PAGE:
DAVID H MOLYNEUX, of the Lymphatic Filariasis Support Centre, Liverpool School of Tropical Medicine, UK, tells VIBHA VARSHNEY that public health policy should focus on neglected diseases, for they are easy to control:
Are some diseases more neglected?
Some good examples of neglected diseases are Chagas' disease, Guinea worm, leprosy, lymphatic filariasis and onchocerciasis. These affect a large number of people in poor and developing countries. They are "neglected" because the donor agencies from the developed world have limited interest in them. Unfortunately, with more emphasis being on the big three killer diseases such as aids, tb and malaria and emerging and re-emerging diseases like Ebola, West Nile virus and Nipah virus, less donor money is available for the neglected diseases. After all, global funds are made up of donor money and are cash limited. If more money is given to one, less money is going to be available for the other.
Why focus on neglected diseases?
If money were spent on areas where success is more likely and not where success is less likely, millions more people would benefit and much disablement would be prevented. These neglected diseases are easy to control: the public health imperative here is simply to stop transmission. This is far cheaper and also in accordance with public health principles.
By ignoring these diseases, policy makers are forgetting scientific and operational evidence that interventions against "other diseases" are very effective. Many of the world's poorest people remain afflicted or are at risk from this group of diseases, though they need not be. By concentrating on so few agents, current policies perpetuate inequity, disrupt health finance policies, divert human resources from achievable goals, and deny opportunities for impoverished health systems to improve. Investing in neglected diseases would also strengthen the health system. Funds should be provided for both broad health sector support and disease-specific interventions.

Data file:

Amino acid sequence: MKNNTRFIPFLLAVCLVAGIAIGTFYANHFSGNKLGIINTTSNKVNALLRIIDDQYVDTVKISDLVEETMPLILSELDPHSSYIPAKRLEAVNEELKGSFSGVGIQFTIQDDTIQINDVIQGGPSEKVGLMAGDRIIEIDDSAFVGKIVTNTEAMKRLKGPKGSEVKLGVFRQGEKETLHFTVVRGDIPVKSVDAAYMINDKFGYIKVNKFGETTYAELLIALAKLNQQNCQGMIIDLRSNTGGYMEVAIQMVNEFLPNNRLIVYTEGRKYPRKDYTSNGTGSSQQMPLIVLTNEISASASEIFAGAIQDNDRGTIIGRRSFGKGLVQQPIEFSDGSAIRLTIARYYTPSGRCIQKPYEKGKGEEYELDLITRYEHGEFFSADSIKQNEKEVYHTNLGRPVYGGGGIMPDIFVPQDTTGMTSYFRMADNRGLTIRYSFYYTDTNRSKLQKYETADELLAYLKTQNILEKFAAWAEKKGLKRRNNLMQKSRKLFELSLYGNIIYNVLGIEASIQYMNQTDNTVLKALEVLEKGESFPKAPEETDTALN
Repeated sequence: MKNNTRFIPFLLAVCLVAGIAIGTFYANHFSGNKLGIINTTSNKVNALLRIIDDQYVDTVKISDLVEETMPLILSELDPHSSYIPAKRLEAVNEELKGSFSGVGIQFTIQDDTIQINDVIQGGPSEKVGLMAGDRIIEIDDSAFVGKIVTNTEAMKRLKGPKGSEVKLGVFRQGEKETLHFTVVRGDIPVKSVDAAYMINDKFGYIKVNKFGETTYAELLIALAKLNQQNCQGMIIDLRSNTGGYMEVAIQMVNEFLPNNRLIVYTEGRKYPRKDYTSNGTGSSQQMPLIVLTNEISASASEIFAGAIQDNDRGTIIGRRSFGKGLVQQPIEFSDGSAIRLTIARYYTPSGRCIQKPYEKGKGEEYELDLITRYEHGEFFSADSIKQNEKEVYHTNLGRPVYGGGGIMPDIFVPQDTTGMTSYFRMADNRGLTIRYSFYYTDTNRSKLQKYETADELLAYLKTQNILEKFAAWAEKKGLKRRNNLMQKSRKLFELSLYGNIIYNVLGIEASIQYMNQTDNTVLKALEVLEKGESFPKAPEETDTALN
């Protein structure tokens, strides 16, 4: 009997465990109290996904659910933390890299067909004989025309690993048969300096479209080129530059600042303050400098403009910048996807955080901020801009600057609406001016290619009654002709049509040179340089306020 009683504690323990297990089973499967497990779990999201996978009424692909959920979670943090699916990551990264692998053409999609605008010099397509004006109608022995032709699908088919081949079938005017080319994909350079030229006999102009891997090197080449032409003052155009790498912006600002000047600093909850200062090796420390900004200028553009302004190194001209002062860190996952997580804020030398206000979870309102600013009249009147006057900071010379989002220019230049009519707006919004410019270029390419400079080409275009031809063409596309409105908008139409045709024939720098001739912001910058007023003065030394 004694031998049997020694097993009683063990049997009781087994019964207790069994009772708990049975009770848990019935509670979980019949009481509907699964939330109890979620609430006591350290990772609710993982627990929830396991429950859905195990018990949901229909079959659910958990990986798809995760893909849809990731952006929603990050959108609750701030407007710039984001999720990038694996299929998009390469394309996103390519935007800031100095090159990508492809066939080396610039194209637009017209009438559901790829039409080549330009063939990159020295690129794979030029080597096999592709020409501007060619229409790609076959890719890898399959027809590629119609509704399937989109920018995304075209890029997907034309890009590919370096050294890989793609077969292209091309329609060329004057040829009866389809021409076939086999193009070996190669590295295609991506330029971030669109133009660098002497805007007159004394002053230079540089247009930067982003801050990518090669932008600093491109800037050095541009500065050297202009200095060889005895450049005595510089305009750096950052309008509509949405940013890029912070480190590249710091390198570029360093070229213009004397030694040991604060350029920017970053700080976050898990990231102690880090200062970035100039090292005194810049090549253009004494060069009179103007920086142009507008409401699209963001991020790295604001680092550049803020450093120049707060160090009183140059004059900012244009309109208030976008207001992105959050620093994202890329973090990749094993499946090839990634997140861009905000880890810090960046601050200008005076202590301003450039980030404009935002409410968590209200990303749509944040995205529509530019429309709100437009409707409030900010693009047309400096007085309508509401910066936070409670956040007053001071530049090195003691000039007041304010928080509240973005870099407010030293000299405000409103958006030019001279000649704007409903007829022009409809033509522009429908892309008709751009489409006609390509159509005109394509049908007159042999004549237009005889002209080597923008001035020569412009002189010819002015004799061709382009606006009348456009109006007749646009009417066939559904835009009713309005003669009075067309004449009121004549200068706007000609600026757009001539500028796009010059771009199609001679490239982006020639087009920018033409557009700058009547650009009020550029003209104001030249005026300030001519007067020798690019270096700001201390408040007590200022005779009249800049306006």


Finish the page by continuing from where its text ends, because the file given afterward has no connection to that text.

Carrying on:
By doing this, is success in controlling neglected diseases assured?
There are sufficient examples to prove that this works. Lymphatic filariasis has been removed from China, Chagas' disease from five South American countries; onchocerciasis from West African countries and Guinea worm from India and Pakistan. Neglected diseases are easier to control as they are transmitted by stable pathogens, which do not mutate easily. It is cost-effective, the estimated annual rates of return on investment being in the order of 14 to 30 per cent. For example, onchocerciasis control in West Africa has been described by the World Bank as one of the most effective investments in any development sector. Likewise, each us $1 invested in control of Chagas' disease in Brazil, and lymphatic filariasis in China, has produced returns of us $716 and us $15, respectively.
The problem is that influential policy makers do not promote these successes. We know that using Albendazole to control hookworm infections in Senegal could reduce the incidence of malaria by 10 times. But when we talk about malaria control, nobody even mentions it. Impregnated bed nets have effects not only on malaria but also on other vectors, such as those transmitting the pathogens causing leishmaniasis, lymphatic filariasis, Chagas' disease, and tick-borne relapsing fever.
We do not know how to treat or control "the big three". Doesn't this justify more emphasis on them?
Diseases like aids, tb and malaria are spread by pathogens that are biologically unstable and show rapid evolution of drug resistance. If the governments and researchers want to focus on the big three diseases, they will have to ensure that they produce new drugs faster than the rate at which the organisms develop resistance. Health systems cannot match this speed.
Take the case of malaria, associated with rapid development of resistance by both parasites and vectors. This challenge presented by the biology of malaria is yet to be fully appreciated or overcome -- in stark contrast with the experiences of many neglected diseases, where the biology of the organisms causing the diseases often helps health systems achieve their aims. Tackling malaria requires constantly changing tactics and policies. The costs involved in policy change are themselves substantial, and policies often cannot be implemented because of the role of the private sector in the provision of antimalarials.
What should be done?
To efficiently benefit from the substantial resources needed to reduce morbidity and mortality associated with hiv/aids, tuberculosis and malaria, a small investment should be made in the proven, cost-effective interventions against "other diseases". This could be from the Global Fund resources and would achieve broader public health goals. It would bring sustainable public-health benefits, integrate with and strengthen the health system, reduce disabling conditions and bring collateral benefits to the health of the poorest nations. The Millennium Development Goals would not be achieved if neglected diseases were not taken care of.
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